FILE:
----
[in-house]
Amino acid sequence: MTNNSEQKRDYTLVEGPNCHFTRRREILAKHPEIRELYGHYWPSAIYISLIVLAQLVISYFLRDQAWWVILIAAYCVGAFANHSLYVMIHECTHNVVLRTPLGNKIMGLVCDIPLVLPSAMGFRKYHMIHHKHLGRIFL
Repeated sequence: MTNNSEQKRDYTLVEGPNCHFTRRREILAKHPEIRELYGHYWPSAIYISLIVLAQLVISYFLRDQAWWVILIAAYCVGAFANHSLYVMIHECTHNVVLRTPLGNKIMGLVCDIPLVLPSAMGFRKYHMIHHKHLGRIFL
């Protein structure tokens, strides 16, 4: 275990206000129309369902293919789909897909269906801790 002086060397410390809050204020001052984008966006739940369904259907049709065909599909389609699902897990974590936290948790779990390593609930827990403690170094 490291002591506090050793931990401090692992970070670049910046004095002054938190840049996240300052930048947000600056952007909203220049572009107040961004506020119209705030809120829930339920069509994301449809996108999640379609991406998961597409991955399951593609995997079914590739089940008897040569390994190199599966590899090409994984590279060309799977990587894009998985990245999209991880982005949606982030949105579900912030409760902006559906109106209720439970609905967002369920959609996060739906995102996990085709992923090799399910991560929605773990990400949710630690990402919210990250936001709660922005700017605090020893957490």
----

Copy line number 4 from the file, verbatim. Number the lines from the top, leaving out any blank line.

């Protein structure tokens, strides 16, 4: 275990206000129309369902293919789909897909269906801790 002086060397410390809050204020001052984008966006739940369904259907049709065909599909389609699902897990974590936290948790779990390593609930827990403690170094 490291002591506090050793931990401090692992970070670049910046004095002054938190840049996240300052930048947000600056952007909203220049572009107040961004506020119209705030809120829930339920069509994301449809996108999640379609991406998961597409991955399951593609995997079914590739089940008897040569390994190199599966590899090409994984590279060309799977990587894009998985990245999209991880982005949606982030949105579900912030409760902006559906109106209720439970609905967002369920959609996060739906995102996990085709992923090799399910991560929605773990990400949710630690990402919210990250936001709660922005700017605090020893957490």